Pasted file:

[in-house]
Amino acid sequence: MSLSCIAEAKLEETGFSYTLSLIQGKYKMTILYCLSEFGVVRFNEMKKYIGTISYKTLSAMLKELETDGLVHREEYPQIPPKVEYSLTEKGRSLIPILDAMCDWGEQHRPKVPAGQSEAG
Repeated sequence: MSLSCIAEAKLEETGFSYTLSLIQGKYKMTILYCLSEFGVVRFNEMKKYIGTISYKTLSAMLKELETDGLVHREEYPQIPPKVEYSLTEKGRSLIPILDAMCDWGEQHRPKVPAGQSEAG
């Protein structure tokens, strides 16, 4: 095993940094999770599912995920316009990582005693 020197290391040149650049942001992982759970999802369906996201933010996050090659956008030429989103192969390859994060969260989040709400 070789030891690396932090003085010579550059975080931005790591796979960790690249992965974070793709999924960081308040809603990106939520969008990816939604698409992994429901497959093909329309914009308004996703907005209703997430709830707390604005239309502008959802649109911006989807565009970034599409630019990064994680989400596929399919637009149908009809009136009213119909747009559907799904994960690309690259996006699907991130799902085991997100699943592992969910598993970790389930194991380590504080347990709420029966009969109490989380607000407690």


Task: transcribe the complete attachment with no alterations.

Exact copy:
[in-house]
Amino acid sequence: MSLSCIAEAKLEETGFSYTLSLIQGKYKMTILYCLSEFGVVRFNEMKKYIGTISYKTLSAMLKELETDGLVHREEYPQIPPKVEYSLTEKGRSLIPILDAMCDWGEQHRPKVPAGQSEAG
Repeated sequence: MSLSCIAEAKLEETGFSYTLSLIQGKYKMTILYCLSEFGVVRFNEMKKYIGTISYKTLSAMLKELETDGLVHREEYPQIPPKVEYSLTEKGRSLIPILDAMCDWGEQHRPKVPAGQSEAG
């Protein structure tokens, strides 16, 4: 095993940094999770599912995920316009990582005693 020197290391040149650049942001992982759970999802369906996201933010996050090659956008030429989103192969390859994060969260989040709400 070789030891690396932090003085010579550059975080931005790591796979960790690249992965974070793709999924960081308040809603990106939520969008990816939604698409992994429901497959093909329309914009308004996703907005209703997430709830707390604005239309502008959802649109911006989807565009970034599409630019990064994680989400596929399919637009149908009809009136009213119909747009559907799904994960690309690259996006699907991130799902085991997100699943592992969910598993970790389930194991380590504080347990709420029966009969109490989380607000407690």